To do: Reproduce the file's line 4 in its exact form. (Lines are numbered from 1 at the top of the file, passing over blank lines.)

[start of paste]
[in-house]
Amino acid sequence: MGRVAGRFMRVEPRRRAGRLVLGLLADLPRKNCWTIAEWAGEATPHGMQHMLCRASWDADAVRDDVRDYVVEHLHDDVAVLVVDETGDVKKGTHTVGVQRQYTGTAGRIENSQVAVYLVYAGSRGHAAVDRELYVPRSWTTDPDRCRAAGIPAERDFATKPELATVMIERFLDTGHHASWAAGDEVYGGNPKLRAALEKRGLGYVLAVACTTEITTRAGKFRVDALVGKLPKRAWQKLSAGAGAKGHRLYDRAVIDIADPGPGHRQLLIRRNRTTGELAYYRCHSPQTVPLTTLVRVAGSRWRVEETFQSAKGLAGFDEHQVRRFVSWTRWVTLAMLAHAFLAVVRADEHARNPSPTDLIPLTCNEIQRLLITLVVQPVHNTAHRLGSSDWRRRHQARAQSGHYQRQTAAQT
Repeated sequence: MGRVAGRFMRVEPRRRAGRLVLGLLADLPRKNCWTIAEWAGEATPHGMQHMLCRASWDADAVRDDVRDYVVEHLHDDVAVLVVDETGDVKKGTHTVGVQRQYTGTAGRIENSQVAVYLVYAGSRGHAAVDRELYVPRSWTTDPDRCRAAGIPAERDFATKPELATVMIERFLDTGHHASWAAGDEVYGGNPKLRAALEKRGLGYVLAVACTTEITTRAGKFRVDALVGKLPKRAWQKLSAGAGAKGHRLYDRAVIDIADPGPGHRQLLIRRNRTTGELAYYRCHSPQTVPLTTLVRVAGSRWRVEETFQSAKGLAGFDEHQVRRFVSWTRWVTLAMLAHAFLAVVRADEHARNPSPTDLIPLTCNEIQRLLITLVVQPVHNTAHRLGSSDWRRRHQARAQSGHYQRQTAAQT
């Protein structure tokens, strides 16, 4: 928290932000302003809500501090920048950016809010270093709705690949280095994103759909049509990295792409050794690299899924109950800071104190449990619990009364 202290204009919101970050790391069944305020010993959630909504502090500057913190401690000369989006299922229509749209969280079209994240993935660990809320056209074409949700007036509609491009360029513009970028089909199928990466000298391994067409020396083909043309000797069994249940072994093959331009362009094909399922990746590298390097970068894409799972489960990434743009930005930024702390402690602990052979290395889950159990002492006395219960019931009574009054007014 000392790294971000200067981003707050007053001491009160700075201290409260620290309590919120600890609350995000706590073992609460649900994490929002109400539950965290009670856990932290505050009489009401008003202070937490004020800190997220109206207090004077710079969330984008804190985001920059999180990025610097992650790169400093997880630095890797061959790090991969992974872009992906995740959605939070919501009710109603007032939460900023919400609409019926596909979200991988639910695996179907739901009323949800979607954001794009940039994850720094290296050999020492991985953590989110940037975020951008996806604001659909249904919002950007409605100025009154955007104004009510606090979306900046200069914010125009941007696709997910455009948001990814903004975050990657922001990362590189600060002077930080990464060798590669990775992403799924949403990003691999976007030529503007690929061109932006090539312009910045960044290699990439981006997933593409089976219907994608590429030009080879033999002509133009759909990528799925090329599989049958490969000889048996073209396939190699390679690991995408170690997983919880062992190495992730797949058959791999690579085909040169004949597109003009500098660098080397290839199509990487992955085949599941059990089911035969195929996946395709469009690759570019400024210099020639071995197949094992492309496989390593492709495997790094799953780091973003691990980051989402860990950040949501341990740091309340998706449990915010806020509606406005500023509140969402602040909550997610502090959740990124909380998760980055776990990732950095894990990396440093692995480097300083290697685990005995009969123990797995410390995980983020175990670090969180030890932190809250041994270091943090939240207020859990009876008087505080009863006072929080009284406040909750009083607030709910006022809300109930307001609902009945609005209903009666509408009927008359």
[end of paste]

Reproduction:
């Protein structure tokens, strides 16, 4: 928290932000302003809500501090920048950016809010270093709705690949280095994103759909049509990295792409050794690299899924109950800071104190449990619990009364 202290204009919101970050790391069944305020010993959630909504502090500057913190401690000369989006299922229509749209969280079209994240993935660990809320056209074409949700007036509609491009360029513009970028089909199928990466000298391994067409020396083909043309000797069994249940072994093959331009362009094909399922990746590298390097970068894409799972489960990434743009930005930024702390402690602990052979290395889950159990002492006395219960019931009574009054007014 000392790294971000200067981003707050007053001491009160700075201290409260620290309590919120600890609350995000706590073992609460649900994490929002109400539950965290009670856990932290505050009489009401008003202070937490004020800190997220109206207090004077710079969330984008804190985001920059999180990025610097992650790169400093997880630095890797061959790090991969992974872009992906995740959605939070919501009710109603007032939460900023919400609409019926596909979200991988639910695996179907739901009323949800979607954001794009940039994850720094290296050999020492991985953590989110940037975020951008996806604001659909249904919002950007409605100025009154955007104004009510606090979306900046200069914010125009941007696709997910455009948001990814903004975050990657922001990362590189600060002077930080990464060798590669990775992403799924949403990003691999976007030529503007690929061109932006090539312009910045960044290699990439981006997933593409089976219907994608590429030009080879033999002509133009759909990528799925090329599989049958490969000889048996073209396939190699390679690991995408170690997983919880062992190495992730797949058959791999690579085909040169004949597109003009500098660098080397290839199509990487992955085949599941059990089911035969195929996946395709469009690759570019400024210099020639071995197949094992492309496989390593492709495997790094799953780091973003691990980051989402860990950040949501341990740091309340998706449990915010806020509606406005500023509140969402602040909550997610502090959740990124909380998760980055776990990732950095894990990396440093692995480097300083290697685990005995009969123990797995410390995980983020175990670090969180030890932190809250041994270091943090939240207020859990009876008087505080009863006072929080009284406040909750009083607030709910006022809300109930307001609902009945609005209903009666509408009927008359």